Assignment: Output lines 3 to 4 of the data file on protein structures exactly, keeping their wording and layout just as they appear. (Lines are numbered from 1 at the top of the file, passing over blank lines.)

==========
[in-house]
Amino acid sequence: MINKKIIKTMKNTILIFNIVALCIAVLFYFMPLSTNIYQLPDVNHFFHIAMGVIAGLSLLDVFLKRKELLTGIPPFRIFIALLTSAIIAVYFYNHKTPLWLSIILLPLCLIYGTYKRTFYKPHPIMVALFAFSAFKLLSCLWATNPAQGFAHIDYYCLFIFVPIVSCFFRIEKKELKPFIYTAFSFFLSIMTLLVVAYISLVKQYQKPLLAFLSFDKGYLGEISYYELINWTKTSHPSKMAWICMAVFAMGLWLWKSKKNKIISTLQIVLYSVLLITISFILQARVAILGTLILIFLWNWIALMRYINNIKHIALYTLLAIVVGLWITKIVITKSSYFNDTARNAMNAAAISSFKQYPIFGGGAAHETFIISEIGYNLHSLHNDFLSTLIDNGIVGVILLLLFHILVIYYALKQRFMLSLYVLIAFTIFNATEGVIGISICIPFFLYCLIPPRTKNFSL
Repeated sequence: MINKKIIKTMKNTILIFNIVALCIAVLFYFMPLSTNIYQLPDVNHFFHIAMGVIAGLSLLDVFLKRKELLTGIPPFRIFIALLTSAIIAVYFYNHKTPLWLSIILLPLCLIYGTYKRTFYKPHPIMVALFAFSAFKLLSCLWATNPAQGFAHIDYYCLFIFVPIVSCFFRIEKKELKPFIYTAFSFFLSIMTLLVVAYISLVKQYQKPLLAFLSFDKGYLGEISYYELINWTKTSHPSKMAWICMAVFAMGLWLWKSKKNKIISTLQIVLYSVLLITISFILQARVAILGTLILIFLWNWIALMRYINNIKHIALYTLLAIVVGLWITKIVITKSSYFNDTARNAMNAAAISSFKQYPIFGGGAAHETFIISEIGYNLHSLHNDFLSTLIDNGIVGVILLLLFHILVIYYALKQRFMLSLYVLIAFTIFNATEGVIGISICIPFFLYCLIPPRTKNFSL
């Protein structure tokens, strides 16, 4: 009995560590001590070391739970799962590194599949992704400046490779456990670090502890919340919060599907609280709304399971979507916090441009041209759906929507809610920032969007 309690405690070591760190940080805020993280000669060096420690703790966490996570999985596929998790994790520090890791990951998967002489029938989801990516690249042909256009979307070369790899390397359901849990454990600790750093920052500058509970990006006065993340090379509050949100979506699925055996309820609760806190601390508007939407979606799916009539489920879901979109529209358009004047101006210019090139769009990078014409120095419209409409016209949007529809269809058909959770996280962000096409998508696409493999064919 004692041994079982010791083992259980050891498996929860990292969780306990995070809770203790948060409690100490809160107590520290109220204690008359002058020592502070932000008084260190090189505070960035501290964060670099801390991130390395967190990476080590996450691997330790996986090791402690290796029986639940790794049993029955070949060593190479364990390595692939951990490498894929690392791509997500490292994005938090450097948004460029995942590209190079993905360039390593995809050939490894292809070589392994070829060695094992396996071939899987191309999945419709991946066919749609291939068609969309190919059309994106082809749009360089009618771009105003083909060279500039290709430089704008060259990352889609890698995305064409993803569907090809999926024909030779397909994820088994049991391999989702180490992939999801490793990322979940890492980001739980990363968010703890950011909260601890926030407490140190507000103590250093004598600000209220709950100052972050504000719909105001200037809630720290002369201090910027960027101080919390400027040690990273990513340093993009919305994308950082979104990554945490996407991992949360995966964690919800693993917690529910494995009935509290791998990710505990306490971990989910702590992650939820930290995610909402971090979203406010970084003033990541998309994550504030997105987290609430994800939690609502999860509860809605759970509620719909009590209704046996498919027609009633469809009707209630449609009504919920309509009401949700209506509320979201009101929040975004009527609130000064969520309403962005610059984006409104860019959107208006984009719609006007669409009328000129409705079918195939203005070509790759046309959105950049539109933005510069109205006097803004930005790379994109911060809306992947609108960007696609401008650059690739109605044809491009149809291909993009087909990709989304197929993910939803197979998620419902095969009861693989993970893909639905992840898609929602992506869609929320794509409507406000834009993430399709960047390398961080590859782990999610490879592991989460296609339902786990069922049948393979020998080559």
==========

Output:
Repeated sequence: MINKKIIKTMKNTILIFNIVALCIAVLFYFMPLSTNIYQLPDVNHFFHIAMGVIAGLSLLDVFLKRKELLTGIPPFRIFIALLTSAIIAVYFYNHKTPLWLSIILLPLCLIYGTYKRTFYKPHPIMVALFAFSAFKLLSCLWATNPAQGFAHIDYYCLFIFVPIVSCFFRIEKKELKPFIYTAFSFFLSIMTLLVVAYISLVKQYQKPLLAFLSFDKGYLGEISYYELINWTKTSHPSKMAWICMAVFAMGLWLWKSKKNKIISTLQIVLYSVLLITISFILQARVAILGTLILIFLWNWIALMRYINNIKHIALYTLLAIVVGLWITKIVITKSSYFNDTARNAMNAAAISSFKQYPIFGGGAAHETFIISEIGYNLHSLHNDFLSTLIDNGIVGVILLLLFHILVIYYALKQRFMLSLYVLIAFTIFNATEGVIGISICIPFFLYCLIPPRTKNFSL
């Protein structure tokens, strides 16, 4: 009995560590001590070391739970799962590194599949992704400046490779456990670090502890919340919060599907609280709304399971979507916090441009041209759906929507809610920032969007 309690405690070591760190940080805020993280000669060096420690703790966490996570999985596929998790994790520090890791990951998967002489029938989801990516690249042909256009979307070369790899390397359901849990454990600790750093920052500058509970990006006065993340090379509050949100979506699925055996309820609760806190601390508007939407979606799916009539489920879901979109529209358009004047101006210019090139769009990078014409120095419209409409016209949007529809269809058909959770996280962000096409998508696409493999064919 004692041994079982010791083992259980050891498996929860990292969780306990995070809770203790948060409690100490809160107590520290109220204690008359002058020592502070932000008084260190090189505070960035501290964060670099801390991130390395967190990476080590996450691997330790996986090791402690290796029986639940790794049993029955070949060593190479364990390595692939951990490498894929690392791509997500490292994005938090450097948004460029995942590209190079993905360039390593995809050939490894292809070589392994070829060695094992396996071939899987191309999945419709991946066919749609291939068609969309190919059309994106082809749009360089009618771009105003083909060279500039290709430089704008060259990352889609890698995305064409993803569907090809999926024909030779397909994820088994049991391999989702180490992939999801490793990322979940890492980001739980990363968010703890950011909260601890926030407490140190507000103590250093004598600000209220709950100052972050504000719909105001200037809630720290002369201090910027960027101080919390400027040690990273990513340093993009919305994308950082979104990554945490996407991992949360995966964690919800693993917690529910494995009935509290791998990710505990306490971990989910702590992650939820930290995610909402971090979203406010970084003033990541998309994550504030997105987290609430994800939690609502999860509860809605759970509620719909009590209704046996498919027609009633469809009707209630449609009504919920309509009401949700209506509320979201009101929040975004009527609130000064969520309403962005610059984006409104860019959107208006984009719609006007669409009328000129409705079918195939203005070509790759046309959105950049539109933005510069109205006097803004930005790379994109911060809306992947609108960007696609401008650059690739109605044809491009149809291909993009087909990709989304197929993910939803197979998620419902095969009861693989993970893909639905992840898609929602992506869609929320794509409507406000834009993430399709960047390398961080590859782990999610490879592991989460296609339902786990069922049948393979020998080559």